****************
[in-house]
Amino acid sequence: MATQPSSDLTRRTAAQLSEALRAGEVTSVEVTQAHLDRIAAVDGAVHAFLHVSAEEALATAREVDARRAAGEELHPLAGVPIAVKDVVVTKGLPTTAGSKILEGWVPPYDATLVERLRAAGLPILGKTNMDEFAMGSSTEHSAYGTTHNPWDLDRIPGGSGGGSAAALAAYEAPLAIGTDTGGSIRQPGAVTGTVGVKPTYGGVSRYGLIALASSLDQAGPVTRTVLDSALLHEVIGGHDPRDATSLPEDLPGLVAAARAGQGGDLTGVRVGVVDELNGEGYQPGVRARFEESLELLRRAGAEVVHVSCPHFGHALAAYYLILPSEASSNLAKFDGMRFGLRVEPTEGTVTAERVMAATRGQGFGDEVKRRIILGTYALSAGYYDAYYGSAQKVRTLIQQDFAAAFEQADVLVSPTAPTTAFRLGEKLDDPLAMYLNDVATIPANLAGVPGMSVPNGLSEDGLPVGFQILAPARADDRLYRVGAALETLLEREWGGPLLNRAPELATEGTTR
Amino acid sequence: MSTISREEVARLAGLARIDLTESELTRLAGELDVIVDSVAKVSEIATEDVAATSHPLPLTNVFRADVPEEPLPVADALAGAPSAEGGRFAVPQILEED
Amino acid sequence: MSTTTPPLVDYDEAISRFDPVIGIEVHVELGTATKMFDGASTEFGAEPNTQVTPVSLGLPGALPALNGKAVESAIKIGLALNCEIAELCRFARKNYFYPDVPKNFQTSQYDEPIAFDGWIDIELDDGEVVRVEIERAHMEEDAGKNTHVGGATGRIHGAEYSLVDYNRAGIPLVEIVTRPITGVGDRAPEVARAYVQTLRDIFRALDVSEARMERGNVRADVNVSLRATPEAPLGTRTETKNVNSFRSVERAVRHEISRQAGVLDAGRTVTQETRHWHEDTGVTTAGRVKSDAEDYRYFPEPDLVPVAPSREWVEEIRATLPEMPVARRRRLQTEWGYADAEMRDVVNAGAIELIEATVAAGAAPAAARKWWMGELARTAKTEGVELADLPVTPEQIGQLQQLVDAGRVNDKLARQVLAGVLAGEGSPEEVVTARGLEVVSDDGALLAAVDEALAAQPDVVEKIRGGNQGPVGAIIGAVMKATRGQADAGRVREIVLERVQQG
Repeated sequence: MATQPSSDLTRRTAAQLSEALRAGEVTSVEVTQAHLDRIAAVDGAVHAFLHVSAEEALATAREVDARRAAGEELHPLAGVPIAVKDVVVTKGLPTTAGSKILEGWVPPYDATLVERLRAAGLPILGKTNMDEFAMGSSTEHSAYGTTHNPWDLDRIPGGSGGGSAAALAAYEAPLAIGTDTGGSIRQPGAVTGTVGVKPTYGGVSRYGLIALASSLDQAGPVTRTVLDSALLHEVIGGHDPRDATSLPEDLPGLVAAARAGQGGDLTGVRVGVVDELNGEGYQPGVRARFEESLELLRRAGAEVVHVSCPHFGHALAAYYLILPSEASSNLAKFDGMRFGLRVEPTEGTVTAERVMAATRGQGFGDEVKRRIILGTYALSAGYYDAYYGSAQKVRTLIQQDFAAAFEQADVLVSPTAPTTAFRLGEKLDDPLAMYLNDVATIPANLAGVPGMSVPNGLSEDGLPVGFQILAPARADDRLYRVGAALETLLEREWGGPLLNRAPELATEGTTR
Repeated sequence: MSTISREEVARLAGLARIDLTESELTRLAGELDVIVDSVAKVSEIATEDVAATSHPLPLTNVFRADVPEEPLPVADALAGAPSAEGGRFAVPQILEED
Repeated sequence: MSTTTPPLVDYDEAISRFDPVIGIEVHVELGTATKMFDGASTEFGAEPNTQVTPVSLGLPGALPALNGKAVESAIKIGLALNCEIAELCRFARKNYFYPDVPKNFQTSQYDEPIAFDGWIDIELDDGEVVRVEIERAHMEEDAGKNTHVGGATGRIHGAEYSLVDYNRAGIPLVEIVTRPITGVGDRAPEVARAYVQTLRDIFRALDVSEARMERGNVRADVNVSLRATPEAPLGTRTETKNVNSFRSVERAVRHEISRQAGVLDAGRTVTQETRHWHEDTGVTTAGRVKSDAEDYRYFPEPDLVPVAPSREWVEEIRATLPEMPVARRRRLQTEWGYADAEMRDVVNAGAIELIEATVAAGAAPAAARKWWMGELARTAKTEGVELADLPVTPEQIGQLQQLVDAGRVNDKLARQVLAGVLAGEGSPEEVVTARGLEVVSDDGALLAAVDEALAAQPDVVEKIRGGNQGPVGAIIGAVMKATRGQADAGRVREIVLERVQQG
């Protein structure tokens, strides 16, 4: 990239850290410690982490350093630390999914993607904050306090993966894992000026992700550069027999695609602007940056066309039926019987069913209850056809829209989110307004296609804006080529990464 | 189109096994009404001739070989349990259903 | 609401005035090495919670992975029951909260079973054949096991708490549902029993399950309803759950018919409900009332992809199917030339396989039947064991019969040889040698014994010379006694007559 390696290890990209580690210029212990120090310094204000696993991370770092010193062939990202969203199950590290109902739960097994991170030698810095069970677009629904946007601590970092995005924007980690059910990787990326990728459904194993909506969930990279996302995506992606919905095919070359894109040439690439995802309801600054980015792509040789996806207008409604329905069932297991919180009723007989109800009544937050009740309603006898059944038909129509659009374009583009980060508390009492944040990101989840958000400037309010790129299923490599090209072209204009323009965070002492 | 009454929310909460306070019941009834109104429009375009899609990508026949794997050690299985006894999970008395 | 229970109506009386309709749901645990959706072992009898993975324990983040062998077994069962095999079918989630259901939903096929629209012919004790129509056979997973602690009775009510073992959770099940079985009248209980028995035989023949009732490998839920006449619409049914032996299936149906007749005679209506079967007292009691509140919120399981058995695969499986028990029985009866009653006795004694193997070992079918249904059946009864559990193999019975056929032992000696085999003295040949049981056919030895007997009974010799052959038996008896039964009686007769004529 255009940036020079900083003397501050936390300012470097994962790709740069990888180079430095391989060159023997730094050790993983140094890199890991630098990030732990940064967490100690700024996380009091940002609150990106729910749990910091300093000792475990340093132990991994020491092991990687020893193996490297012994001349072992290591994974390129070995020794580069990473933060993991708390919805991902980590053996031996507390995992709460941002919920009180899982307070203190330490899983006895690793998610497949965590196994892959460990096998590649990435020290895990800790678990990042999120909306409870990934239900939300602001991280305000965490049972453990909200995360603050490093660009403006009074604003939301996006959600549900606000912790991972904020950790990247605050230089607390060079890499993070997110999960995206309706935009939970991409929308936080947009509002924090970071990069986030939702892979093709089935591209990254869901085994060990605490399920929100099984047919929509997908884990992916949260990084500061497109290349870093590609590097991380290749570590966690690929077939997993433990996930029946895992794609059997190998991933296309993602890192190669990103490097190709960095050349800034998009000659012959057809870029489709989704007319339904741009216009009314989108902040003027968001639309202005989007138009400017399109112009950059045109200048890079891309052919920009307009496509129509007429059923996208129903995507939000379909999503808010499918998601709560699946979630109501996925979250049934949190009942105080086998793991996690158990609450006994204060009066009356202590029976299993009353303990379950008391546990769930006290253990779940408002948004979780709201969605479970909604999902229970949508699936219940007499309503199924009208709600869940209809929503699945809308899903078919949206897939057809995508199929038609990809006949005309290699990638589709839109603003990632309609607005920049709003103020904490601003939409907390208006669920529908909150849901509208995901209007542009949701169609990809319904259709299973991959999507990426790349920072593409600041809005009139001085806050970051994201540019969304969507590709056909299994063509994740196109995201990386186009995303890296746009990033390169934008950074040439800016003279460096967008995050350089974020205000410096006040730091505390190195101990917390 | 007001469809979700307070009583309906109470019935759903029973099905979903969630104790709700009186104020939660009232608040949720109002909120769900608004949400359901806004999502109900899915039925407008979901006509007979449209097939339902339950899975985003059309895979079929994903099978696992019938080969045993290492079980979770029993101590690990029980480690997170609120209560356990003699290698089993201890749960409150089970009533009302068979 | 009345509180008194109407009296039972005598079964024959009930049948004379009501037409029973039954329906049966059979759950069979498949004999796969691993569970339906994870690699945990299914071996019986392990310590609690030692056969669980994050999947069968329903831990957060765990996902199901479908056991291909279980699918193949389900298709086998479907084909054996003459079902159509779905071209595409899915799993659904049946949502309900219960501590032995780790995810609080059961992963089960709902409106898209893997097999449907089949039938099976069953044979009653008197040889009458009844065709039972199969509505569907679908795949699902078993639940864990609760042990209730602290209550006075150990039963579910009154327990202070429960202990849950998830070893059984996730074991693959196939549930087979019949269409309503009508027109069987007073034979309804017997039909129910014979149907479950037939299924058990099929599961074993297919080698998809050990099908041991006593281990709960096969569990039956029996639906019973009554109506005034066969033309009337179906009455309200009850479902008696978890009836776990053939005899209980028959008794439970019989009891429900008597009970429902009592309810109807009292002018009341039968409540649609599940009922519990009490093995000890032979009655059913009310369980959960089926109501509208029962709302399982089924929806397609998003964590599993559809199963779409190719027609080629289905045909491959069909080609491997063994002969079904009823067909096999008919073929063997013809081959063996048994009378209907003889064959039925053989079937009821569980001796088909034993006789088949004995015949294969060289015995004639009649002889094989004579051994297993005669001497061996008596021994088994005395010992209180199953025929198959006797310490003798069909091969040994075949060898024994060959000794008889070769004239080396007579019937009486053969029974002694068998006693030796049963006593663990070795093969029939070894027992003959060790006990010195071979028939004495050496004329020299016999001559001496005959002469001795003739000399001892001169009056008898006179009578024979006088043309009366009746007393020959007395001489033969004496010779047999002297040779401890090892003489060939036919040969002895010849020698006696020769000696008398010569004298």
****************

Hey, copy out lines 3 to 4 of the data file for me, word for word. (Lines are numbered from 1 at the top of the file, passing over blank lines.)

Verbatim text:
Amino acid sequence: MSTISREEVARLAGLARIDLTESELTRLAGELDVIVDSVAKVSEIATEDVAATSHPLPLTNVFRADVPEEPLPVADALAGAPSAEGGRFAVPQILEED
Amino acid sequence: MSTTTPPLVDYDEAISRFDPVIGIEVHVELGTATKMFDGASTEFGAEPNTQVTPVSLGLPGALPALNGKAVESAIKIGLALNCEIAELCRFARKNYFYPDVPKNFQTSQYDEPIAFDGWIDIELDDGEVVRVEIERAHMEEDAGKNTHVGGATGRIHGAEYSLVDYNRAGIPLVEIVTRPITGVGDRAPEVARAYVQTLRDIFRALDVSEARMERGNVRADVNVSLRATPEAPLGTRTETKNVNSFRSVERAVRHEISRQAGVLDAGRTVTQETRHWHEDTGVTTAGRVKSDAEDYRYFPEPDLVPVAPSREWVEEIRATLPEMPVARRRRLQTEWGYADAEMRDVVNAGAIELIEATVAAGAAPAAARKWWMGELARTAKTEGVELADLPVTPEQIGQLQQLVDAGRVNDKLARQVLAGVLAGEGSPEEVVTARGLEVVSDDGALLAAVDEALAAQPDVVEKIRGGNQGPVGAIIGAVMKATRGQADAGRVREIVLERVQQG